Here you will find answers to some of the questions your patients may ask you about Fyremadel®. You can also direct your patients to these instructions in the Fyremadel® patient area of this website, which you can access here.
What is Fyremadel?
Fyremadel is a hormone treatment that suppresses your body’s naturally-occurring egg-producing hormones.
What does Fyremadel do?
If your natural hormones are allowed to do their job, a single egg will mature and release each month. Fyremadel controls these hormones to suppress release. Meanwhile, your doctor will give you a follicle stimulating hormone (FSH) which will make multiple eggs mature at the same time. These unreleased, mature eggs are then ready to be harvested for IVF and similar treatments.
When should you not use Fyremadel?
You should not use Fyremadel if you are: allergic to any of its ingredients such as ganirelix (or other excipients listed in the patient information leaflet); hypersensitive to gonadotrophin releasing hormones; pregnant or breast feeding or have moderate or severe kidney or liver disease. Fyremadel treatment is not advised in women with severe allergic conditions. You should not use Fyremadel if you have a latex allergy as the needle cover contains dry natural rubber/latex which comes into contact with the needle and may cause allergic reactions.
Can I take any other medicines while using Fyremadel?
Please consult with your doctor if you are taking, have recently taken or might take any other medicines to make sure the combination is safe.
Does Fyremadel contain sodium?
Fyremadel is essentially sodium free, containing less than 1mmol sodium (23mg) per injection.
How do I use Fyremadel?
You must inject yourself with the pre-filled Fyremadel syringes; your doctor will show you how and when to use it. For more detailed information on how to inject, take a look at our How To Use guide here.
What should I do if I take too much Fyremadel?
You should contact your doctor if you take too much Fyremadel.
What should I do if I forget to take my Fyremadel?
When you realise you have forgotten, administer a dose as soon as possible. Do not give yourself a double dose to make up for the missed dose. If you are more than six hours late (and it has therefore been more than 30 hours since your last dose), administer the injection and then contact your doctor for further advice.
What are the side effects of Fyremadel?
Like all medicines, this medicine can cause side effects, although not everybody gets them.
Common: You may have temporary redness or swelling around the injection site.
Uncommon: Some people generally feel unwell or experience headaches or, nausea.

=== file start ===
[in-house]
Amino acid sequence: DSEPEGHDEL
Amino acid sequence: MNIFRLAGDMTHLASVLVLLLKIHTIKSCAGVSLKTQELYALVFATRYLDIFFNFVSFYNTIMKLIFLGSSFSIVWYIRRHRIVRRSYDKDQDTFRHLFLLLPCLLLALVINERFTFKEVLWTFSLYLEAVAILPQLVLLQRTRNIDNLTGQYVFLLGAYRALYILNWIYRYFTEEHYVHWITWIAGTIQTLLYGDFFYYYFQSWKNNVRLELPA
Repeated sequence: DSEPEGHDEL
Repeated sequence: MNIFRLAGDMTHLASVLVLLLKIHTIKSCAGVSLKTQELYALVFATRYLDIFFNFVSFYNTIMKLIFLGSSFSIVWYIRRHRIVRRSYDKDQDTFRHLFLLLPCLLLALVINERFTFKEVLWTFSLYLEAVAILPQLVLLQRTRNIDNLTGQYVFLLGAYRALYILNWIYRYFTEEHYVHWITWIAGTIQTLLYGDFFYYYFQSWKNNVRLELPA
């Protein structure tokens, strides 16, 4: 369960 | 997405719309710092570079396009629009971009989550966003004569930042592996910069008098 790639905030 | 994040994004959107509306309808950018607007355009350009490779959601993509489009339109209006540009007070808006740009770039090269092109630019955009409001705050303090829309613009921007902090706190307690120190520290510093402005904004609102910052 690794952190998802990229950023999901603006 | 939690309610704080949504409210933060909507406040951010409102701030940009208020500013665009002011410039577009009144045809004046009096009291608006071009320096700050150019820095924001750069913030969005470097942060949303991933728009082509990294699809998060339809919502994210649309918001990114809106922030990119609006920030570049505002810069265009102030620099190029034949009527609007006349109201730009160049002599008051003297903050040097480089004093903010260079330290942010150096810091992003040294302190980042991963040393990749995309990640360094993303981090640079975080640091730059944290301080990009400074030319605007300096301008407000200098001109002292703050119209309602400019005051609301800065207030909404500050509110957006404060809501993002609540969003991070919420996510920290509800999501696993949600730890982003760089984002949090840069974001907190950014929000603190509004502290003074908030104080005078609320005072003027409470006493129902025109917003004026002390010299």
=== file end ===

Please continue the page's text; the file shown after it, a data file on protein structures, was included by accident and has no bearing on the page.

Very rarely, people may have an allergic reaction to the medicine including rash, facial swelling, difficulty with breathing and/or swallowing (anaphylaxis) or worsening of a pre-existing eczema.
You should also be aware the follicle stimulating hormone (FSH) that is taken in conjunction with Fyremadel can cause some other serious side effects. Among them is Ovarian Hyperstimulation Syndrome (OHSS) where your ovaries overreact to the fertility medicine you are taking and can cause abdominal swelling, bloating, abdominal pain, nausea, vomiting, diarrhoea or shortness of breath.
Should I be worried about Ovarian Hyperstimulation Syndrome (OHSS) while taking Fyremadel?
Fyremadel does not cause OHSS.
However, you should be aware that the follicle-stimulation hormone (FSH) that is taken in conjunction with Fyremadel can cause OHSS, where your ovaries overreact to the stimulation. Mild OHSS is very common, occurring in about one in three women who receive ovarian stimulating hormones. It can cause abdominal swelling, bloating, abdominal pain, nausea, vomiting, diarrhoea or shortness of breath. In more severe cases it can cause dehydration, low blood pressure, blood clots or even death.
If you suspect you are suffering from these symptoms, please immediately consult with your doctor who may recommend temporarily stopping your fertility treatment.
Does using Fyremadel put my pregnancy at risk?
There are some risks related to the controlled ovarian stimulation treatment for ART. There is more chance of a multiple pregnancy (twins or more) which means there are more health risks for the mother during pregnancy and birth. There is more chance of an ectopic pregnancy (where a fertilised egg implants outside the womb). There is a greater risk of miscarriage and there may also be a slightly higher risk of your baby being born with physical defects.
UK-RMMH-2000016 Date of preparation: May 2020